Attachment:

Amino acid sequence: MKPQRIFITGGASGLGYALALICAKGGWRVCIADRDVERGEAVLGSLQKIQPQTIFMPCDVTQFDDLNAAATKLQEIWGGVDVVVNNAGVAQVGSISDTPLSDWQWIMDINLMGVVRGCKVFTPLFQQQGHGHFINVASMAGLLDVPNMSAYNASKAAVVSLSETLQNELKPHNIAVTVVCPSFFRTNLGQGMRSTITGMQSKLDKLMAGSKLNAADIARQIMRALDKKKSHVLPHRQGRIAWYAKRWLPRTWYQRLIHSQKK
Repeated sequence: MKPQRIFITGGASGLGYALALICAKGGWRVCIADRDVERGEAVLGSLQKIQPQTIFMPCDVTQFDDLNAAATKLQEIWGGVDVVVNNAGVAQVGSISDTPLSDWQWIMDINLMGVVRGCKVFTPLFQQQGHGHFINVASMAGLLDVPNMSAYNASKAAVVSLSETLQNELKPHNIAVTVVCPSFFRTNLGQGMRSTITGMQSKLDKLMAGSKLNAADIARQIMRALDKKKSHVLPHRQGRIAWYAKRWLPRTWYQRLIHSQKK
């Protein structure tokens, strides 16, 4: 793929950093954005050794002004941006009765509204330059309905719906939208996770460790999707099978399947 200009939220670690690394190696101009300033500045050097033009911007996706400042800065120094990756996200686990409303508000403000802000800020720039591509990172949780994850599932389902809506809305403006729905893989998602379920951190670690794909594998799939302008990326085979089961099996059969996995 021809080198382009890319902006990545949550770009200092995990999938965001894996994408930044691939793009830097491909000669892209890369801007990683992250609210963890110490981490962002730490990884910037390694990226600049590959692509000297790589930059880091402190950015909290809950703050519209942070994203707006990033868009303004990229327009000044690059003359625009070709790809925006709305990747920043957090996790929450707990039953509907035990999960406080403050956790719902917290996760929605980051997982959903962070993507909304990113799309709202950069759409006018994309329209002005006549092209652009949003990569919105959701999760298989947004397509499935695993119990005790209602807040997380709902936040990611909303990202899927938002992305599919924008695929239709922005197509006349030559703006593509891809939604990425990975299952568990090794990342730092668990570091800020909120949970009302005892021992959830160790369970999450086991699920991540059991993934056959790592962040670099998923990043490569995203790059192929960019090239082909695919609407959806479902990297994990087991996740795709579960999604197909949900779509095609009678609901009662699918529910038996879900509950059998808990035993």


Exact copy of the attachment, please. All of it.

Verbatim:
Amino acid sequence: MKPQRIFITGGASGLGYALALICAKGGWRVCIADRDVERGEAVLGSLQKIQPQTIFMPCDVTQFDDLNAAATKLQEIWGGVDVVVNNAGVAQVGSISDTPLSDWQWIMDINLMGVVRGCKVFTPLFQQQGHGHFINVASMAGLLDVPNMSAYNASKAAVVSLSETLQNELKPHNIAVTVVCPSFFRTNLGQGMRSTITGMQSKLDKLMAGSKLNAADIARQIMRALDKKKSHVLPHRQGRIAWYAKRWLPRTWYQRLIHSQKK
Repeated sequence: MKPQRIFITGGASGLGYALALICAKGGWRVCIADRDVERGEAVLGSLQKIQPQTIFMPCDVTQFDDLNAAATKLQEIWGGVDVVVNNAGVAQVGSISDTPLSDWQWIMDINLMGVVRGCKVFTPLFQQQGHGHFINVASMAGLLDVPNMSAYNASKAAVVSLSETLQNELKPHNIAVTVVCPSFFRTNLGQGMRSTITGMQSKLDKLMAGSKLNAADIARQIMRALDKKKSHVLPHRQGRIAWYAKRWLPRTWYQRLIHSQKK
């Protein structure tokens, strides 16, 4: 793929950093954005050794002004941006009765509204330059309905719906939208996770460790999707099978399947 200009939220670690690394190696101009300033500045050097033009911007996706400042800065120094990756996200686990409303508000403000802000800020720039591509990172949780994850599932389902809506809305403006729905893989998602379920951190670690794909594998799939302008990326085979089961099996059969996995 021809080198382009890319902006990545949550770009200092995990999938965001894996994408930044691939793009830097491909000669892209890369801007990683992250609210963890110490981490962002730490990884910037390694990226600049590959692509000297790589930059880091402190950015909290809950703050519209942070994203707006990033868009303004990229327009000044690059003359625009070709790809925006709305990747920043957090996790929450707990039953509907035990999960406080403050956790719902917290996760929605980051997982959903962070993507909304990113799309709202950069759409006018994309329209002005006549092209652009949003990569919105959701999760298989947004397509499935695993119990005790209602807040997380709902936040990611909303990202899927938002992305599919924008695929239709922005197509006349030559703006593509891809939604990425990975299952568990090794990342730092668990570091800020909120949970009302005892021992959830160790369970999450086991699920991540059991993934056959790592962040670099998923990043490569995203790059192929960019090239082909695919609407959806479902990297994990087991996740795709579960999604197909949900779509095609009678609901009662699918529910038996879900509950059998808990035993």